Others go into a little more detail, often with a jealous undertone. “You’re such a show off”. “You have more money than sense”. One person once wrote, “If only that £100 face cream could fix your crooked face.” I laughed out loud at that one. People sometimes only see what is in front of them, and what they want to see. Me displaying my new handbag. They’re not looking at the hard work it took for me to save for said handbag and the fact that I also buy said handbag in order to create more beautiful content for my blog and my channels, because I am in fact, a fashion blogger.
Then there are the people who try to wrap their hatred up with some sort of non offensive sandwich. We’ve all heard this one… ‘No offense but’. “You looked way better with your other hair colour”. “You wear too much makeup”. “That lip colour looks so ugly on you”. “You should be ashamed at the way you promote insecurities.” Honestly, yes I am human, and now and again I may look at a photo of someone and think, today she has a little bit too much make up on perhaps, but never ever would I dream of writing it down for the world to see and for them to read and become upset by. There is no reason to hurt someone’s feelings. What does the hater achieve from spreading their hate?!
You're a Homewrecker
- I remember one time when a guy stalked all of my feeds just to tell me that he thought it was disgusting that I was teaching young girls how to put on makeup and that I alone was to blame for young girls feeling insecure about their skin and face. It was as if he had gone to sleep in 2005, woke up in 2015 and immediately switched on my makeup tutorial. Very odd indeed. I was sat at my computer baffled, like ‘Where have you been buddy. Makeup tutorials are a thing now?!’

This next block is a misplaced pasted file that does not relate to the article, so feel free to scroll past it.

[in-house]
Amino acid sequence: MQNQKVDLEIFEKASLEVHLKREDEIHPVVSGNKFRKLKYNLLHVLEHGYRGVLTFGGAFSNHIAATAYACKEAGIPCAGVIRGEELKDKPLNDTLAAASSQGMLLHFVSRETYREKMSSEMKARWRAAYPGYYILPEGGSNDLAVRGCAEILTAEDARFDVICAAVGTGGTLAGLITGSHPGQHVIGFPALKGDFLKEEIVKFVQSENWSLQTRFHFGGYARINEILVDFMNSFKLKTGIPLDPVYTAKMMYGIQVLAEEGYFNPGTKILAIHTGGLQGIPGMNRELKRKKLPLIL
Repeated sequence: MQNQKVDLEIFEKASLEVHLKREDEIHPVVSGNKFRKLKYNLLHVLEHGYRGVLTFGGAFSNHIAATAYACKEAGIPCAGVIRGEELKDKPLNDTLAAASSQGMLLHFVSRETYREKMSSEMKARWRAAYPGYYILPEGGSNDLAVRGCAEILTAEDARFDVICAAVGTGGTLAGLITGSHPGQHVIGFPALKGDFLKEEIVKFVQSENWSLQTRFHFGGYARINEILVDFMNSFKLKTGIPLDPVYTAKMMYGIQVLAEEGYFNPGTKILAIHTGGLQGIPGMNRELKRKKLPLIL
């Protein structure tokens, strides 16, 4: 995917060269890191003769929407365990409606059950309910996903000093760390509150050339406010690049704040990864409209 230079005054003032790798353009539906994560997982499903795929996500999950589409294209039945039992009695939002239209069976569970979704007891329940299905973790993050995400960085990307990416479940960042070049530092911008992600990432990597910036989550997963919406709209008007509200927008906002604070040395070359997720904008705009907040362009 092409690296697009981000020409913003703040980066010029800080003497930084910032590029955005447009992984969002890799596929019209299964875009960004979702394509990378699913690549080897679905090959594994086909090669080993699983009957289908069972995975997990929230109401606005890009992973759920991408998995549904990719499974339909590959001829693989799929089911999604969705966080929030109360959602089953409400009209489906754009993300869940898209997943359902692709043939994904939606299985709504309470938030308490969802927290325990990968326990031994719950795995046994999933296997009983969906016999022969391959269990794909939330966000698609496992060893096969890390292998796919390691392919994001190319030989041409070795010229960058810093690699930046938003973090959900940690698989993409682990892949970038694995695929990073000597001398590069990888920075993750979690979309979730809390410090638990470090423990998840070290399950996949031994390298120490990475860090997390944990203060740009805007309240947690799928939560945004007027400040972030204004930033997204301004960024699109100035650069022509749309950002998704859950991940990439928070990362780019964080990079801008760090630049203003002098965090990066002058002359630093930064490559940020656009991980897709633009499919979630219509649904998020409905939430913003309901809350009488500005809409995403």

Then there is religious hate, and I’m not even going to get into that. But I just don’t stand for people preaching any religious views on my feeds, when it is for the purpose of upsetting others.
There are also those of the younger generation who have not come to terms with the idea of being friends with men. Last week when Alfie posted a picture of us both together at a party on his Instagram, the comments went crazy, and equally splashed over onto my Instagram, with comments relating to us cheating, not being allowed to be near to each other and other ridiculous nonsense. And I was happily laughing it off until one or two people decided to make it personal and started to write personal hatred comments towards me. I shouldn’t need to have time for people picking me apart because they feel they have the right to.